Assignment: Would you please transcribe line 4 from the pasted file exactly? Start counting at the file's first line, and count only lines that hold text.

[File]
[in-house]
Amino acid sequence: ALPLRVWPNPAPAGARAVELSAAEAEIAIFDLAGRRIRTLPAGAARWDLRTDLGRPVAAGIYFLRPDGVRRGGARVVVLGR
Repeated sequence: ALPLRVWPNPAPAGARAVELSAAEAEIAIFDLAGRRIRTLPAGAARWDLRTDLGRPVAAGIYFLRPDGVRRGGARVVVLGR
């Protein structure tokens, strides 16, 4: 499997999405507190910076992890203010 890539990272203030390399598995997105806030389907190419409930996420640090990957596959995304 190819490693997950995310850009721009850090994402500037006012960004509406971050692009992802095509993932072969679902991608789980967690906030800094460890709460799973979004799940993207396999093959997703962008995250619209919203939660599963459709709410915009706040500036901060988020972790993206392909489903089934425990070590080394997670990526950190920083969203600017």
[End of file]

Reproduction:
């Protein structure tokens, strides 16, 4: 499997999405507190910076992890203010 890539990272203030390399598995997105806030389907190419409930996420640090990957596959995304 190819490693997950995310850009721009850090994402500037006012960004509406971050692009992802095509993932072969679902991608789980967690906030800094460890709460799973979004799940993207396999093959997703962008995250619209919203939660599963459709709410915009706040500036901060988020972790993206392909489903089934425990070590080394997670990526950190920083969203600017």